FULLER dialogues: Becoming Digital Neighbors

+ The Fuller Missiology Lectures is an annual conference held by the School of Intercultural Studies. The 2019 lectures “Techno-Sapiens in a Networked Era: Becoming Digital Neighbors” explored how digital technology shapes human interaction, virtue formation, and engagement with the cultural and religious other. The conference was hosted by Amos Yong, dean of the School of Theology and the School of Intercultural Studies, Kutter Callaway, associate professor of theology and culture, and Ryan Bolger, associate professor of church in contemporary culture.

“It is significant to consider how datafication forms the socio-technical context within which missional life is expressed” – Pauline Cheong



+ In her lecture “Data, Discernment & Duty: Illuminating Engagement in the Internet of Things,” Pauline Cheong, professor and director of engagement and innovation at Arizona State University, explores the implications that intensifying datafication has on religious life and missional engagement.

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Response | Marcia Clarke on Data, Research, and Mission


+ In her lecture “When Religious Internet Memes about Religion are Mean: Loving the Religious Other,” Heidi Campbell, professor of communication at Texas A&M University, considers how Internet memes can negatively shape popular understandings of the religious other—and how we can respond with positive counter narratives.

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Response | Erik Aasland on Constructive Discourse

+ Pauline Cheong, Marcia Clarke, Heidi Campbell, and Erik Aasland discuss data collection, Internet memes, and learning about the religious other, in a panel moderated by Ryan Bolger.



+ In her lecture “A New Neighbor or a Divisive Force?,” Noreen Herzfeld, Reuter Professor of Science and Religion at the College of Saint Benedict and Saint John’s University, speaks about the image of God and asks whether we can consider AI a new kind of neighbor.

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Response | Kirsteen Kim on Digital Technology’s Disadvantages


+ In her lecture “The Techno Human: Better World or Deeper Problems?,” Ilia Delio, OSF, Josephine C. Connelly Chair in Theology at VIllanova University, considers the issues of digital dualism that arise with emerging Artificial Intelligence.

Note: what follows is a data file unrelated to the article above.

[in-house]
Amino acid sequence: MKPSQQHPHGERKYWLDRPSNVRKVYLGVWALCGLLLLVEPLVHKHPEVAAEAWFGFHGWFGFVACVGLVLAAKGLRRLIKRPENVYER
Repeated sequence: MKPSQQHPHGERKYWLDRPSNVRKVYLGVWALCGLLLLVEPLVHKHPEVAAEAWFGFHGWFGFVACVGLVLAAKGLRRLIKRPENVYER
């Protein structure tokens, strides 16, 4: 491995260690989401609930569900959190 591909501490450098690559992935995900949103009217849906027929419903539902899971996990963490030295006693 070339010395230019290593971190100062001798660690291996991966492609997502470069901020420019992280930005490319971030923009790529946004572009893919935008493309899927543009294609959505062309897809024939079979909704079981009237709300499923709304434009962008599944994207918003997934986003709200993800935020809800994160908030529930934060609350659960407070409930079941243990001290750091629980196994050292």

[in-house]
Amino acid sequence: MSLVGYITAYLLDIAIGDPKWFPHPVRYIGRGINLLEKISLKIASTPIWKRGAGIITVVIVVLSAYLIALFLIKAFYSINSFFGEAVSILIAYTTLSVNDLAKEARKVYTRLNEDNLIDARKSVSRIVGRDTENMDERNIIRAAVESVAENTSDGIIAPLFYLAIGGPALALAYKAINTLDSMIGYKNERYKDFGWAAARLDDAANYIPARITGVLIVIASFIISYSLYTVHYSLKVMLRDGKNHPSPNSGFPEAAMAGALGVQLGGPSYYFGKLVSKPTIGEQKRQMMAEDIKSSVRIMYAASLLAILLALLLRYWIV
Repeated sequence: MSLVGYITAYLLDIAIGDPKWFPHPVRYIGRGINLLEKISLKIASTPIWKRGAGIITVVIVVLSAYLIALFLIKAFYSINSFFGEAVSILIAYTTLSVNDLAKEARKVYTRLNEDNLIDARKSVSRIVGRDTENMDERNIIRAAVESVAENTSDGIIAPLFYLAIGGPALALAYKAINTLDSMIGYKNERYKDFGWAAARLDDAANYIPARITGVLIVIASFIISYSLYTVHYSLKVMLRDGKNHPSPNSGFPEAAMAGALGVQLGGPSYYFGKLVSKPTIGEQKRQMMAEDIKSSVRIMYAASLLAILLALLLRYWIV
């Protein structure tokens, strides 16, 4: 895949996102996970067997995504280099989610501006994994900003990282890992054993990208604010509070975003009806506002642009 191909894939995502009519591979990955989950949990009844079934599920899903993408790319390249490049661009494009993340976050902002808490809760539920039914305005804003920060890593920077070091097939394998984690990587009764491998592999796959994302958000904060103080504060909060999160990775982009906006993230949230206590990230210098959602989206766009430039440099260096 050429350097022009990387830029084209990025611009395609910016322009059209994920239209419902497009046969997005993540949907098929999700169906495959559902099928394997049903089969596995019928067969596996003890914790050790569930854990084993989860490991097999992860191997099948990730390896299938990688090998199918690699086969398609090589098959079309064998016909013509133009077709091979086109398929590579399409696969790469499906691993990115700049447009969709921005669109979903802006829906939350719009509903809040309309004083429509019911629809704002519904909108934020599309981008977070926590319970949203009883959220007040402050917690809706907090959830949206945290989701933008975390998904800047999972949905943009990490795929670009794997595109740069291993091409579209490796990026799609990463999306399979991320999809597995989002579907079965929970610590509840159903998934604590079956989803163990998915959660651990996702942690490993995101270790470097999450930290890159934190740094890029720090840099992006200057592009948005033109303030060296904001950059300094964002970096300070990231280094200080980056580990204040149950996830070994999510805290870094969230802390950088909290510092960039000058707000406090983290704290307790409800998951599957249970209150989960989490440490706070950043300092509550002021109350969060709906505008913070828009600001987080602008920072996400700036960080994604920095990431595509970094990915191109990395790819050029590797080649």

“It’s not about ‘are we getting smarter?’ but ‘does this deepen love?’” – Ilia Delio

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Response | Veli-Matti Kärkkäinen on Mind and Matter

+ Noreen Herzfeld, Kirsteen Kim, Ilia Delio, and Veli-Matti Kärkkäinen discuss embodiment and transhumanism in a panel moderated by Kutter Callaway.


+ Bala Musa, Matthew Eppinette, Clarissa Joan Middleton, Enoch Charles, and Greg Cootsona share about the conversations they led during the conference’s lunch-time breakout sessions. The panel is moderated by Ryan Bolger.



+ In their lecture “Positive Youth Development and Technology: Developing Character in Youth in the Present Technological Landscape,” Sarah A. Schnitker, associate professor of psychology at Baylor University, and Madison Kawakami Gilbertson, PhD student in psychological science, explore how digital technology might advance young people’s spiritual lives and virtues.

“Technological developments and the technologically mediated interactions they occasion are concrete expressions of in-spirited Humans”

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Response | Susan Maros on New Tools of Formation


+ In her lecture “Back to the Future: Immortal But Not Fully Alive,” Angela Gorrell (PhD ’16), assistant professor of practical theology at Truett Theological Seminary, examines what life-affirming Christian witness should look like during this period of technological development.

“What should be the ultimate aim of technological solutions, improvement, and self-transformation from a Christian perspective? . . . Christians witness to the hope of becoming more fully human.” – Angela Gorrell

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Response | Wilmer Villacorta on Technology, Power, and Hubris

+Sarah Schnitker, Madison Kawakami Gilbertson, Susan Maros, Angela Gorrell, and Wilmer Villacorta discuss virtue formation, power, and salvation, in a panel moderated by Kutter Callaway.